What can I say about this horrible movie that the cover doesn’t already scream? It seems that every single animal in the world is supposed to have a horror movie that makes it the prime focus, and they all have the same basic plot. Let’s break it down, shall we?
- Mysterious disappearances begin to occur.
- Red herring character introduced who takes initial blame.
- Idea of mutated monster <insert animal here> introduced and laughed at.
- Scientist who created mutated reveals its existence, along with seemingly random facts about its creation.
- Everyone who laughed at the idea of the <insert animal here> is eaten.
- 1st attempt to kill the <insert animal here> with a basic solution fails.
- Random facts mentioned earlier reveal weakness, leading to the <insert animal here>’s death.
Now fill in the blank with “eel”, and I think that about covers it, but I’ll still fill you in on some of the characters that make this movie quasi-unique.
Delmar Coates: The main character, he is a good-looking and recently divorced officer for Animal Control. He has general knowledge of most animals, a harmonica that he takes with him everywhere, and one of the only normal people living in an extremely backwoods area of Florida.
Dr. Soren Abramson: Scientist who created the giant eel that this movies focuses on. Intended on creating a special eel that would not eat oranges, but instead created a monster that grew incredibly large and escaped from its cage (common mistake in the field of genetic mutation). He now lives in the Everglades, hunting it down.
Sheriff Ruth Gainey: Divorced wife of Delmar, she is faced the problem of disappearing people in her town. Most people assume that it is the work of two escaped convicts, and the Sheriff has to control the gun crazy locals while tracking down the real killer (and trying to resist her attraction to Delmar).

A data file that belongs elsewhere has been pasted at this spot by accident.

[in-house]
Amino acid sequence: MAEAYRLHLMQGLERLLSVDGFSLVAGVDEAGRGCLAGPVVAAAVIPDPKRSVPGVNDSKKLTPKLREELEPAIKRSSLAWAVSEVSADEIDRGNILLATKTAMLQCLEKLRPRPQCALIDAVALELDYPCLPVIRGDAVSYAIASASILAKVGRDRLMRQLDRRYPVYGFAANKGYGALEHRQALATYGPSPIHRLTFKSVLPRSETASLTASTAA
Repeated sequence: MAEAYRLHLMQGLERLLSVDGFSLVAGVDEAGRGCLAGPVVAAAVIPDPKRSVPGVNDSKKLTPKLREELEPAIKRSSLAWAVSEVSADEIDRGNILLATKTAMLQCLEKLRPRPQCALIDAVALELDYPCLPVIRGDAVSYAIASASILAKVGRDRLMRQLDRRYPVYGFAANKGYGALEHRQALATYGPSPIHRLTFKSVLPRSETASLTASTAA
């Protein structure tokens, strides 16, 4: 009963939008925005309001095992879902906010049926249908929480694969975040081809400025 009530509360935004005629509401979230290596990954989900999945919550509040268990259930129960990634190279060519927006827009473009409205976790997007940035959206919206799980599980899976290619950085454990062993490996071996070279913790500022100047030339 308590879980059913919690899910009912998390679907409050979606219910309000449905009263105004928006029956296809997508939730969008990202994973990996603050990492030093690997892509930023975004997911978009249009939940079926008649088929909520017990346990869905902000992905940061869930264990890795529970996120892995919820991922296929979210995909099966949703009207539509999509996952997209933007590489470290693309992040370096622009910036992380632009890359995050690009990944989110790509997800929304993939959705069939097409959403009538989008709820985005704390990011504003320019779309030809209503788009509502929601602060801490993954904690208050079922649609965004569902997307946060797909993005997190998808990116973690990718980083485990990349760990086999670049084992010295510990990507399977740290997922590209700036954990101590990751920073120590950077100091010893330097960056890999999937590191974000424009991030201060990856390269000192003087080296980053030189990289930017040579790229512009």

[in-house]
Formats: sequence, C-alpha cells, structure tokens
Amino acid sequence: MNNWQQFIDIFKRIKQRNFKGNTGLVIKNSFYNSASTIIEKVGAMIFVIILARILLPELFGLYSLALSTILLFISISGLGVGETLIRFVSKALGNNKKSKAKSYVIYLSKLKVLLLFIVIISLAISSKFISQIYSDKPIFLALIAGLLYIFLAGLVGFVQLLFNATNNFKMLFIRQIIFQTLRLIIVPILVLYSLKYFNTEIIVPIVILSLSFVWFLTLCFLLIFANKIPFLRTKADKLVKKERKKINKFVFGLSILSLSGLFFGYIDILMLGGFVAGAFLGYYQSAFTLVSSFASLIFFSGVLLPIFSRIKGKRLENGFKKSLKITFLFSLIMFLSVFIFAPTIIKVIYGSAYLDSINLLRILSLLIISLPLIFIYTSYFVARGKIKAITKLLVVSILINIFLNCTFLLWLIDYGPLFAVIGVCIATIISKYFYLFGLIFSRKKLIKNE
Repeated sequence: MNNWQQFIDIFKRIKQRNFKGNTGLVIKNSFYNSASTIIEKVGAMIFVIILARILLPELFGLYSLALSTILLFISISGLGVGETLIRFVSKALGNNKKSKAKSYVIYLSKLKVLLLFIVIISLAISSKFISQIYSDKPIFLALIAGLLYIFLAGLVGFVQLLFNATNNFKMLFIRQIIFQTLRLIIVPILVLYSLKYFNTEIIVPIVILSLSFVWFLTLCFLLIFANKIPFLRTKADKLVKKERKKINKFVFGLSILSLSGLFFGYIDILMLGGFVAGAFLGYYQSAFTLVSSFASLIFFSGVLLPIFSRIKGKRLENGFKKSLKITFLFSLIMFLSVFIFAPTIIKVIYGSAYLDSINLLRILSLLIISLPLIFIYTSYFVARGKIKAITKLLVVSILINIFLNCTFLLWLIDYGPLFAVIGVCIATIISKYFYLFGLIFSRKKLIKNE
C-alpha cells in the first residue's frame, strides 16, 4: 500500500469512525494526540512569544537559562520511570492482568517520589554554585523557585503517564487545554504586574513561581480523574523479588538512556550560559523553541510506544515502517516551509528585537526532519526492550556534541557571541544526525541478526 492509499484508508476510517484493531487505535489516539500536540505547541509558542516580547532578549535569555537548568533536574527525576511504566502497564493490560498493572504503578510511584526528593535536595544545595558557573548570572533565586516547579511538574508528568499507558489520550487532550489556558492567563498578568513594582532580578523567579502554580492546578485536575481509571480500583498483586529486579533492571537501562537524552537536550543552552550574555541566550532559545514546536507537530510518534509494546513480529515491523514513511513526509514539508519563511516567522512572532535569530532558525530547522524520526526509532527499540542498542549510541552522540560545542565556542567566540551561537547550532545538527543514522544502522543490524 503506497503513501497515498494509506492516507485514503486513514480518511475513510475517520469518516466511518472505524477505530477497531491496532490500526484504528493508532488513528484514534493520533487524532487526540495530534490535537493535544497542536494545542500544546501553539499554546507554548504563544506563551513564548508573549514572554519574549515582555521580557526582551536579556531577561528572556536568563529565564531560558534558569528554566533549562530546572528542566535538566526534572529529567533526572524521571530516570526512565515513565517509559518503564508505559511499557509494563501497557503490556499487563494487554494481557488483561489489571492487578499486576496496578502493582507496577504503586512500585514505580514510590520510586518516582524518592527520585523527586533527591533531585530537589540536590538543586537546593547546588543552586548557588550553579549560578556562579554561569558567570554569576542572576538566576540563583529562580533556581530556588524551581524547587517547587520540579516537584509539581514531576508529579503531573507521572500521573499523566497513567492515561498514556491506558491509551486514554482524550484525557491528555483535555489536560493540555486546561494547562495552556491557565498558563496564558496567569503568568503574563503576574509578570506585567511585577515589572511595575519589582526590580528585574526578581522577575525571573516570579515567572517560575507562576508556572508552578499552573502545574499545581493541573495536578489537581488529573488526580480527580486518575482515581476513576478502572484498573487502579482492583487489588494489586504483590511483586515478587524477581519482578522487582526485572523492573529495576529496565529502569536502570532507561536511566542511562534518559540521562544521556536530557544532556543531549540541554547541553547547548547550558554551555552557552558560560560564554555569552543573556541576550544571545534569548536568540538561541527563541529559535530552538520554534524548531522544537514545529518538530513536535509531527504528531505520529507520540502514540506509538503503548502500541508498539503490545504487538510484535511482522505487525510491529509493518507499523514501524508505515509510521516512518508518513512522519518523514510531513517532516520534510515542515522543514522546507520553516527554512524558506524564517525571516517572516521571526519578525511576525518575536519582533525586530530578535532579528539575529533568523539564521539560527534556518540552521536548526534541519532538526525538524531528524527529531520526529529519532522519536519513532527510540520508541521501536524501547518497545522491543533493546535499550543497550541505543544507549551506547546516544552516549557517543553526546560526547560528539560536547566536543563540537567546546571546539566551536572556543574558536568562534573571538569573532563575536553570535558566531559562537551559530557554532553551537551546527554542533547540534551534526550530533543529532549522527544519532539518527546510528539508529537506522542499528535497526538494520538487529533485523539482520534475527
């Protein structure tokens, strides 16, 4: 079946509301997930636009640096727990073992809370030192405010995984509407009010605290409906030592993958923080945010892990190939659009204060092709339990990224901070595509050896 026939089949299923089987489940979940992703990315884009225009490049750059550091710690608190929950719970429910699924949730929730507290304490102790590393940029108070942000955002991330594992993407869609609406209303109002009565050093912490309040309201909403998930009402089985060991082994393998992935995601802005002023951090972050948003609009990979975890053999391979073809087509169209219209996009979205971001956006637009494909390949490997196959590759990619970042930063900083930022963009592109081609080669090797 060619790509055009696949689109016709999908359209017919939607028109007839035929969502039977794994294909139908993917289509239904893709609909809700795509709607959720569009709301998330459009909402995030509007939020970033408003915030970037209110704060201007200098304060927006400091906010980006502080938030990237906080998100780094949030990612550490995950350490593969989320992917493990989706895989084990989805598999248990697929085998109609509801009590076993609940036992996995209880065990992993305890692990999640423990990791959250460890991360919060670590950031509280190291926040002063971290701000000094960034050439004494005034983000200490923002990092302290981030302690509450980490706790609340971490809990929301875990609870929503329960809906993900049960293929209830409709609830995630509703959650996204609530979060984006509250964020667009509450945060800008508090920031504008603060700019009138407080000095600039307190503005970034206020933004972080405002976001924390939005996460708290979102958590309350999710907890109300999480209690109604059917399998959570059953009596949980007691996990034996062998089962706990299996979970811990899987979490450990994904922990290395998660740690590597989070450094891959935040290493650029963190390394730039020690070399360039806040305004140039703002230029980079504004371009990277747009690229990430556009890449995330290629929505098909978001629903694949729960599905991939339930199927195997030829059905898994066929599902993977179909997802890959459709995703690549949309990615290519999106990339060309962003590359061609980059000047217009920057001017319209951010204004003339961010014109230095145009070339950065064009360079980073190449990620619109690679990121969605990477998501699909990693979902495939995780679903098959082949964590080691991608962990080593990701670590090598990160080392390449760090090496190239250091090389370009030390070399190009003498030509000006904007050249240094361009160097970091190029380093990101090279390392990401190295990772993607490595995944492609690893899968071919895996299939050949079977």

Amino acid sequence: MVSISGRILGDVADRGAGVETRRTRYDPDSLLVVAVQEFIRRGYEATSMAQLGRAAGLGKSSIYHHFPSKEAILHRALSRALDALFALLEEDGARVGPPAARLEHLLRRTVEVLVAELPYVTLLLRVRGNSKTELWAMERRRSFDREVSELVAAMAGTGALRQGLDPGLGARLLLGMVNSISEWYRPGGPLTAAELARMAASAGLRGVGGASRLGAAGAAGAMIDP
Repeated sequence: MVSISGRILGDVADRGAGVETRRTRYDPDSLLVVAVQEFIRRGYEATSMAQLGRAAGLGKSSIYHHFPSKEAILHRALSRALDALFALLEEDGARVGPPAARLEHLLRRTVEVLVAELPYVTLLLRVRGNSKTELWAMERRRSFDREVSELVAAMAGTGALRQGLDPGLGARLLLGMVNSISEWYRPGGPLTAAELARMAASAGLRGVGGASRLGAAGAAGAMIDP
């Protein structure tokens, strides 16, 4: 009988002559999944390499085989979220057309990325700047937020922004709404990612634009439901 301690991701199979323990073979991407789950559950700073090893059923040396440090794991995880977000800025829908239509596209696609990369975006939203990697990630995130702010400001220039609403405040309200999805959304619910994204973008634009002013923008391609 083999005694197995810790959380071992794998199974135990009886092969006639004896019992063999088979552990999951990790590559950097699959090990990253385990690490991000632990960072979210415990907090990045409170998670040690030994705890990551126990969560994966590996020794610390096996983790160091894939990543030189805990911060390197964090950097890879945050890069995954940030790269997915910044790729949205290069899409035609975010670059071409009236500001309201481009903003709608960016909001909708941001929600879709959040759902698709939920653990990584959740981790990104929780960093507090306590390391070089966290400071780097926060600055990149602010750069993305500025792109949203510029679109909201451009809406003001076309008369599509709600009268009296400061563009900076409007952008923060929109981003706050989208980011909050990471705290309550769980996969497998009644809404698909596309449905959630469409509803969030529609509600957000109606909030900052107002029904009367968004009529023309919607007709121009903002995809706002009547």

Lott Dryer: The standard gun-loving crazy redneck, Lott is convinced that his son has been kidnapped by the escaped convicts. He assembles a lynch mob and refuses to accept that there might be a giant monster on the loose, even when faced with irrefutable evidence. Luckily, Lott is prepared for anything, anyway.
You have the plot, now all you need is the conclusion. Dr. Soren reveals that he designed the eel with the inability to process sugar, thus keeping the local orange trees safe. At first, nobody pays attention to this little nugget of information, and the entire group decides that the best plan is to find the eel and shoot it up with cyanide. Well, easier said than done, because the eel attacks the guy holding the cyanide crossbow, and the arrow accidentally shoots poor old Lott. Time to find a new plan. They piece together what Dr. Soren said, thanks to a diabetic kid, and create another arrow with a syringe of pure glucose on the end. They manage to shoot the eel with it, but it doesn’t work. Another plan? They find some grenades that Lott just happened to have on his belt, and then wade in to the water to wrestle the eel. They manage to make the eel swallow a grenade (no easy task), and as they are walking away victorious, the credits reveal that 4 or 5 more giant eels still exist. That blows.
The good thing about this movie is that it’s short, but the bad thing about it is everything else. The stereotypes and clichés that I witnessed in this backwards little town were too numerous to count. The worst scene is when the Sheriff is explaining to the towns people that there may be something dangerous around, and the towns people get their individual moments to shine (as much as a redneck can shine). I think the actors from that scene were taken from a bus station and just told to act like hillbillies, and I sure as hell hope that they weren’t paid for it (maybe just bus fare). Don’t watch this movie unless you hate yourself, because it really is a form of masochistic behavior.
Until next time, boys and girls, keep watching those bad movies, or <insert animal here> will get you!